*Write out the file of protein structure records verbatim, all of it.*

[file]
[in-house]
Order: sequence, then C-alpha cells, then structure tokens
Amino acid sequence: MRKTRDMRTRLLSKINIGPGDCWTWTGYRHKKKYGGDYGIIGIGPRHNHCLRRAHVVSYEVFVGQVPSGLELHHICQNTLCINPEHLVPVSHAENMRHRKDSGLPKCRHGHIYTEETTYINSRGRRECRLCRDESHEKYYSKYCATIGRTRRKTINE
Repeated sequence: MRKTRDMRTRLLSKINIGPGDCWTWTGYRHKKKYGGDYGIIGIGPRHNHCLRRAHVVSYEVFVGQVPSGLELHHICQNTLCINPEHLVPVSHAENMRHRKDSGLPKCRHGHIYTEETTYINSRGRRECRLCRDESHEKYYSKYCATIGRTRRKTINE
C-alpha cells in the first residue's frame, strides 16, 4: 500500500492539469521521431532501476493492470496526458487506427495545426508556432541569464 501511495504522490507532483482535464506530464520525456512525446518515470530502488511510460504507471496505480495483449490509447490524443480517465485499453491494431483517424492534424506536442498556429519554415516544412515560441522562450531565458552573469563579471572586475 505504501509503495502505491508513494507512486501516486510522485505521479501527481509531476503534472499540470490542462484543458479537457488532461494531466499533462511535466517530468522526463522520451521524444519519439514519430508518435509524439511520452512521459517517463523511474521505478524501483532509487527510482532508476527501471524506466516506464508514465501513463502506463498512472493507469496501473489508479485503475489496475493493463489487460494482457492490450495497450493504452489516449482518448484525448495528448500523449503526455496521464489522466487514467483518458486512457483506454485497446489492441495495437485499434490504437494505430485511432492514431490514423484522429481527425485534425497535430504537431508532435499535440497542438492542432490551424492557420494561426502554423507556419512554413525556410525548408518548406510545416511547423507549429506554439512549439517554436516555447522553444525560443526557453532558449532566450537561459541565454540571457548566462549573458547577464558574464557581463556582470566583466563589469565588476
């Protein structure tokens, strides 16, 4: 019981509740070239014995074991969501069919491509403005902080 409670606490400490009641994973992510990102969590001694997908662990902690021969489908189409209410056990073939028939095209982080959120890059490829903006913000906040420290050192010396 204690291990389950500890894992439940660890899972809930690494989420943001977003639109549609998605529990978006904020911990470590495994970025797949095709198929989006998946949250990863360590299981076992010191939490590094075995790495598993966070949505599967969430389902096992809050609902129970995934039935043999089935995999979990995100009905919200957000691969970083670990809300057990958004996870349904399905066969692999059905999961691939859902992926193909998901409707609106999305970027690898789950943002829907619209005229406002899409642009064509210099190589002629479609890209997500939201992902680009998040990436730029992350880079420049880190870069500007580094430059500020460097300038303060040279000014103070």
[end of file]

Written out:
[in-house]
Order: sequence, then C-alpha cells, then structure tokens
Amino acid sequence: MRKTRDMRTRLLSKINIGPGDCWTWTGYRHKKKYGGDYGIIGIGPRHNHCLRRAHVVSYEVFVGQVPSGLELHHICQNTLCINPEHLVPVSHAENMRHRKDSGLPKCRHGHIYTEETTYINSRGRRECRLCRDESHEKYYSKYCATIGRTRRKTINE
Repeated sequence: MRKTRDMRTRLLSKINIGPGDCWTWTGYRHKKKYGGDYGIIGIGPRHNHCLRRAHVVSYEVFVGQVPSGLELHHICQNTLCINPEHLVPVSHAENMRHRKDSGLPKCRHGHIYTEETTYINSRGRRECRLCRDESHEKYYSKYCATIGRTRRKTINE
C-alpha cells in the first residue's frame, strides 16, 4: 500500500492539469521521431532501476493492470496526458487506427495545426508556432541569464 501511495504522490507532483482535464506530464520525456512525446518515470530502488511510460504507471496505480495483449490509447490524443480517465485499453491494431483517424492534424506536442498556429519554415516544412515560441522562450531565458552573469563579471572586475 505504501509503495502505491508513494507512486501516486510522485505521479501527481509531476503534472499540470490542462484543458479537457488532461494531466499533462511535466517530468522526463522520451521524444519519439514519430508518435509524439511520452512521459517517463523511474521505478524501483532509487527510482532508476527501471524506466516506464508514465501513463502506463498512472493507469496501473489508479485503475489496475493493463489487460494482457492490450495497450493504452489516449482518448484525448495528448500523449503526455496521464489522466487514467483518458486512457483506454485497446489492441495495437485499434490504437494505430485511432492514431490514423484522429481527425485534425497535430504537431508532435499535440497542438492542432490551424492557420494561426502554423507556419512554413525556410525548408518548406510545416511547423507549429506554439512549439517554436516555447522553444525560443526557453532558449532566450537561459541565454540571457548566462549573458547577464558574464557581463556582470566583466563589469565588476
């Protein structure tokens, strides 16, 4: 019981509740070239014995074991969501069919491509403005902080 409670606490400490009641994973992510990102969590001694997908662990902690021969489908189409209410056990073939028939095209982080959120890059490829903006913000906040420290050192010396 204690291990389950500890894992439940660890899972809930690494989420943001977003639109549609998605529990978006904020911990470590495994970025797949095709198929989006998946949250990863360590299981076992010191939490590094075995790495598993966070949505599967969430389902096992809050609902129970995934039935043999089935995999979990995100009905919200957000691969970083670990809300057990958004996870349904399905066969692999059905999961691939859902992926193909998901409707609106999305970027690898789950943002829907619209005229406002899409642009064509210099190589002629479609890209997500939201992902680009998040990436730029992350880079420049880190870069500007580094430059500020460097300038303060040279000014103070």